GOOD CALL REF!

While watching a high school basketball game this week, I was pleasantly surprised to see an incorrect call reversed. One referee made the original call but after huddling with the other two refs he reversed his decision. As spectators, many of us were pleased with the corrected call and reinforced it by applauding and cheering instead of yelling the usual, “bad call ref!”

What if it was acceptable to do the same thing in your organization? Don’t you sometimes wish you could shout out your displeasure at the office when you see a bad call or bad decision being made? What would happen if you shouted, “bad call leader?”

While that certainly isn’t acceptable, what is acceptable, is for a leader to adjust his “call” when he or she finds it necessary to do so. Changing or adjusting decisions is not a sign of weak leadership. In fact, it’s just the opposite! A confident and self-assured leader will adjust, tweak or change decisions if they find them to be wrong or inappropriate for the conditions.

Leaders, there is nothing more frustrating to your team than for you to cover up bad decisions. You need to own them and fix them. Just like the referee did.

Team, there is nothing more frustrating to your leader than for you to cover up bad decisions. You need to own them and fix them. Just like the referee did. (Humm, do I hear an echo?)

You see, we all make mistakes from time to time and leaders are not immune. But should leaders admit when they’ve made a poor decision or acted wrong? Do we need to apologize or should we just let it blow over?

 

You are not alone!

Be assured… if you’ve made a bad decision, a wrong assessment or acted in a way that’s unacceptable, your team knows it. You may feel like “it’s lonely at the top” but trust me; it’s not invisible at the top. Your actions and decisions are not hidden because they are felt by so many.

Respect through authenticity.

I will never forget this learning and defining moment in my leadership career. I was a new leader within a large organization. I had made some decisions and assumptions and while we were reviewing the results one of my decisions wasn’t settling well for me because the team wasn’t on board. After further assessment and feedback I change our approach and took the responsibility to give altering plans to my peers. I still remember this meeting so clearly. I responded to the team saying, “This is my bad you guys, I made a poor decision and I’ll fix it.”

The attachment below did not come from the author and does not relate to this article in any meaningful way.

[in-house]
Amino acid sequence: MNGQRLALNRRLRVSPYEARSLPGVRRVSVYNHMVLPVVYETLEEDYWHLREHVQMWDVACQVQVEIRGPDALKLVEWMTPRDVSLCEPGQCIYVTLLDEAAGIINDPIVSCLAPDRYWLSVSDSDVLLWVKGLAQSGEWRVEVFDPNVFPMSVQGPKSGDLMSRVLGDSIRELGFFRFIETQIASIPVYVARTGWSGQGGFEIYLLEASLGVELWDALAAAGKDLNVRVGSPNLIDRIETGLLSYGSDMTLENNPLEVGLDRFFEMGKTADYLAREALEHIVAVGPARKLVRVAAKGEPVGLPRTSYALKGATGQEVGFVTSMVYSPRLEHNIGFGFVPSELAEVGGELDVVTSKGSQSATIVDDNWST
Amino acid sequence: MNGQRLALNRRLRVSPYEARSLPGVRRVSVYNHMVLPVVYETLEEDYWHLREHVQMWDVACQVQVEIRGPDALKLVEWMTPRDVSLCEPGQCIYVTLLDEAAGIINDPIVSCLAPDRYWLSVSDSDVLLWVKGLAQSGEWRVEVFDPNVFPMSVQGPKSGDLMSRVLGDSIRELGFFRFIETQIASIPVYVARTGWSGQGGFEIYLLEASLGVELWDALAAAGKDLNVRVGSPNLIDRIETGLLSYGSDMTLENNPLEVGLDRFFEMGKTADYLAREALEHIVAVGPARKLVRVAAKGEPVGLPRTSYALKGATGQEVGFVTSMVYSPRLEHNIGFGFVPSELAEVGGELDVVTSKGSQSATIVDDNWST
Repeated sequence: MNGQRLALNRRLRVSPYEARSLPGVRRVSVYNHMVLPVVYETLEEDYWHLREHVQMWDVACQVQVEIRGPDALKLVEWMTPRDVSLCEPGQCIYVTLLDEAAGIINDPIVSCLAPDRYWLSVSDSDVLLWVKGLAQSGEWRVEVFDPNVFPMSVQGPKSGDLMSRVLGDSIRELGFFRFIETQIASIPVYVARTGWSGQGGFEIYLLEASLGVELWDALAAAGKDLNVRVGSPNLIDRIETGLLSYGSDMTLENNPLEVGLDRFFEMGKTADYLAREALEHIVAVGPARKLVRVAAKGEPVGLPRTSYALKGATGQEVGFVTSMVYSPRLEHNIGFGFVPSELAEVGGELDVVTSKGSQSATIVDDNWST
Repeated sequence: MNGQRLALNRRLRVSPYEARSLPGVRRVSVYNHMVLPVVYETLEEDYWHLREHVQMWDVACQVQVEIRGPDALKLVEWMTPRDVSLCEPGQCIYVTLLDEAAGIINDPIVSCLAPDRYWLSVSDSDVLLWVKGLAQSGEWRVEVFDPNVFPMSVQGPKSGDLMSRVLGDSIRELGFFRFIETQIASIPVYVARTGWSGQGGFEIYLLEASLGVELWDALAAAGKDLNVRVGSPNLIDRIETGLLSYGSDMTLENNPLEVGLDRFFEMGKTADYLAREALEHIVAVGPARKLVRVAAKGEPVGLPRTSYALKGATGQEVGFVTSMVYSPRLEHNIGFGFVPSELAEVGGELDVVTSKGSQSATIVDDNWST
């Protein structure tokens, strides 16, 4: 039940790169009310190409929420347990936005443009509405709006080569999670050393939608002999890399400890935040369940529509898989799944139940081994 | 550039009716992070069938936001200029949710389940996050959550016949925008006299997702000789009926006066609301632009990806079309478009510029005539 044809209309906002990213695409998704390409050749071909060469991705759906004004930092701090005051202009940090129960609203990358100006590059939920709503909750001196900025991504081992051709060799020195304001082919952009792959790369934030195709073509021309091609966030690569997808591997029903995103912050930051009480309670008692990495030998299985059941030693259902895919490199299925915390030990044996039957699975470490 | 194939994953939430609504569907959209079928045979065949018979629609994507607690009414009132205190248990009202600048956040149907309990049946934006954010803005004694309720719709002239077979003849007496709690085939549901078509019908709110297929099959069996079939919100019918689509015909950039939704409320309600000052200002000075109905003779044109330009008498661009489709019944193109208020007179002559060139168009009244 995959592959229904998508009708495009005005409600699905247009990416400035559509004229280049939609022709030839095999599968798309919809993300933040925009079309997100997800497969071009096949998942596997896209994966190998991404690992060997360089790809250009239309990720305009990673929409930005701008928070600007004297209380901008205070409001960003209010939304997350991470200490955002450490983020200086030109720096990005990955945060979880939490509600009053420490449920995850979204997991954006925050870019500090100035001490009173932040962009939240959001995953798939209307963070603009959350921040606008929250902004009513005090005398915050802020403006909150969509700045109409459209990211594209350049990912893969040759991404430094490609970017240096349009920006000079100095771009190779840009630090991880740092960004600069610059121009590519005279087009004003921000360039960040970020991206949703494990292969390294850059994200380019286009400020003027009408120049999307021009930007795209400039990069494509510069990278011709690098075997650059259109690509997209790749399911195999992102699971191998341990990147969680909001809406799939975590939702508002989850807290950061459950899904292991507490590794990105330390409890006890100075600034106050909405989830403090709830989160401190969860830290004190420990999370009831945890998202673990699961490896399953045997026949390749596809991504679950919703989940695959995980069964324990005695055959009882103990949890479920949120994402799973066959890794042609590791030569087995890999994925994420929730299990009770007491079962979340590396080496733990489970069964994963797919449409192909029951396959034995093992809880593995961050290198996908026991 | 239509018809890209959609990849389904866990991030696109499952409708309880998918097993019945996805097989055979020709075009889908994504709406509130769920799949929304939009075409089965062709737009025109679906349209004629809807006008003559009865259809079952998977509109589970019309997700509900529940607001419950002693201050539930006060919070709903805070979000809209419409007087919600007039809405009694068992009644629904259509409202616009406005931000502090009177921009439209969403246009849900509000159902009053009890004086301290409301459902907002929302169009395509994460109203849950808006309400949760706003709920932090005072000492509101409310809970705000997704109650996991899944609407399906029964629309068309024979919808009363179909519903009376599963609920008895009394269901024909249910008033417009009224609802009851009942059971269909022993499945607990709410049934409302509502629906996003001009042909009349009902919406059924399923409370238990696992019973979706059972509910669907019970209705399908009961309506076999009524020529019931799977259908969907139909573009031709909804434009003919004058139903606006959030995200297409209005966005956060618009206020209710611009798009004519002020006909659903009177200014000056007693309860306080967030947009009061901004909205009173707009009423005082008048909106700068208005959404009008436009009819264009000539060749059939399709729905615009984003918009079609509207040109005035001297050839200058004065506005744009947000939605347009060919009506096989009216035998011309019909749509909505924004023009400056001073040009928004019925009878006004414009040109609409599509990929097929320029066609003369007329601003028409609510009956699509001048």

Later that day one of the team members asked me if we could speak privately. We walked into my office and he proceeded to explain how he appreciated that I admitted my mistake and was willing to alter the plan. He further explained that leaders around there didn’t ever admit when they were wrong yet the employee’s could easily see when management made “stupid decisions.”  He then said, “I am proud to be on your team and I will follow you.”

Respect through failure.

I was blown away with what this gentleman was telling me. Somehow, I had gained his respect yet I had made a decision that failed. It was a moment that taught me that our team doesn’t necessarily care that we screw up as leaders. What they don’t respect is our lack of owning and fixing our mistakes.

I also learned that while we may think we can hide less than accurate decisions… the front line workers know when we’ve made a “stupid decision” so they’ve already given us ownership. Ha-ha. It’s our willingness to openly admit it and fix it that draws the trust of others.

I witnessed how an honest and basic decision gathered an entire team willing to rally behind me and forever have my back. Most importantly, I learned that my actions quietly gave my team members permission to also make and own their mistakes.

Making a mistake, poor decision or inaccurate call isn’t failure… unless we hide it or cast the blame.

Good Call Ref!


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  • Jason Grant says:

    This is the BEST phrase of your post Linda:

    “I was blown away with what this gentleman was telling me. Somehow, I had gained his respect yet I had made a decision that FAILED.”

    Correct. Respect goes WAY up. I was fortunate to be directly led by you (in another organization) and you LIVED this.

    • Linda says:

      Thanks Jason and congrats on your career success! Fun watching your growth and so honored I could be a part of it.